After visiting Vörösmarty Square, take a stroll down Deák Ferenc, Budapest’s Fashion Street, where the holiday decorations are just as lavish and dazzling as you’d imagine they’d be. On both sides of the pedestrian lane, shop buildings are covered in strands of glittering lights, and twinkling purses, high heels, and other fashion themed decorations sparkle overhead. Stop in to one of Fashion Street’s many shops to buy those last minute holiday gifts, or grab a mulled wine to go and enjoy the view as you sip and stroll along through the bustling lane.


Advent Feast at the Basilica

From Deák Ferenc, head towards Szent István Square for the Advent Feast at the Basilica… and they’re not kidding when they call it a feast. Like the market at Vörösmarty, it’s filled with lots of traditional holiday food options, but you’ll also find a wide selection of international favourites served up by some of Budapest’s best street food vendors. Not only is your belly in for a feast, this Christmas fair is a feast for your eyes, too… especially at nighttime. When the sun goes down, and the canopy of twinkling lights draped across the square turns on, the scene becomes that much more magical. If you visit in the evening, don’t miss the 3-D light show on St. Stephen’s Basilica impressive façade. It takes place every half hour between 4:30pm and 10pm.


Advent Óbudán

For a truly authentic Hungarian holiday experience head to Budapest’s most traditional Christmas market, Advent Óbudán. Located across the Danube River in the Buda side of Budapest, this holiday market is far off the well-beaten tourist track. This square and its decorations might seem quite small and modest when compared to the larger markets in Pest, but stay a while and you’ll find that Óbudán’s quaint, simplistic charm is exactly what makes it so captivating. Advent Óbudán is also the site of a very special Christmas tree called The Charity Tree. Made entirely of wood, the Charity Tree has a hollowed out inner-space that is a bit like a chapel where people can walk through or quietly sit for a while. Each evening during the Christmas fair, it is beautifully lit on the outside and in with multicolored spotlights, but it’s not until after the holidays that the Charity Tree serves its most significant purpose. When the decorations are taken down, the wood from the Charity tree is donated to families in need. According to the designers, “The installation represents the importance of the community and social awareness, not only because people traditionally gather around Christmas trees to celebrate together, but also because at Christmas, it is particularly important to think of the thousands of Hungarian families who have daily problems with heating during wintertime.”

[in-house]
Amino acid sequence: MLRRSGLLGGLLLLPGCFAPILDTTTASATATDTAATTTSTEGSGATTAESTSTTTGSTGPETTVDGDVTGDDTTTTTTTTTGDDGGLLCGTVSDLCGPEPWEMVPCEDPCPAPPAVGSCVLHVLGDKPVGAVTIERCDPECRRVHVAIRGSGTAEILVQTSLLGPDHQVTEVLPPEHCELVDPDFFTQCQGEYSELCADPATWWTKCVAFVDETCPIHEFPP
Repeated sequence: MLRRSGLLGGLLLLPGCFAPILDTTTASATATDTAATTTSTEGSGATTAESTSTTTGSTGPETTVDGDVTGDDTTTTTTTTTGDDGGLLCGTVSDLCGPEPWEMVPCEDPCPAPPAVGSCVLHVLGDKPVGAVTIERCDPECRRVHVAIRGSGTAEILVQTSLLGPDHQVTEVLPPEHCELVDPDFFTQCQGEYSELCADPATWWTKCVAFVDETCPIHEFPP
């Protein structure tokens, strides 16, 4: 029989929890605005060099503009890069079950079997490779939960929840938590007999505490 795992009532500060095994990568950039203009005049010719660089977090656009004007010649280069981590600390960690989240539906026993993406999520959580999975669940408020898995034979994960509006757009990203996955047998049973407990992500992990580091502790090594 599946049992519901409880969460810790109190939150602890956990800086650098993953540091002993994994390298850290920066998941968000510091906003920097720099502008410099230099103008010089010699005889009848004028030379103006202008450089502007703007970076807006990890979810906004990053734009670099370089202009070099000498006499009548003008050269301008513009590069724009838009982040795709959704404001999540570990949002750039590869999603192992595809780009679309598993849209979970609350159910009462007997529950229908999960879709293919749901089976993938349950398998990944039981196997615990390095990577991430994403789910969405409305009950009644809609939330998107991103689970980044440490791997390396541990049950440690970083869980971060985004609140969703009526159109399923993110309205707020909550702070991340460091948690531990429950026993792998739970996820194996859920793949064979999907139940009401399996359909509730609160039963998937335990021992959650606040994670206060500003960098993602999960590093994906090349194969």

The simple, yet meaningful display was a welcome and refreshing reminder of the true meaning of Christmas, and made Advent Óbudán my favorite Christmas market I experienced in Budapest (and all of Europe). If that’s not enough to sell you on a trip over the river to the outskirts of Pest (or just to Budapest in general), you (and your bank account) might also be keen to know that, because this Christmas market isn’t jam packed with tourists, prices here are considerably cheaper. Sold now? Good. If that didn’t satiate your thirst for Budapest Christmas market information, check out our Local’s Guide to Budapest’s Christmas Markets.

To experience the best of Budapest’s holiday flavors, sights, and festivities, explore the city’s Christmas scene with a local on Urban Adventures’ Merry Markets & Mulled Wine Tour! The holiday markets typically run from early November until the end of December. Boldog Karácsonyt (Merry Christmas)!

Merry Markets & Mulled Wine Tour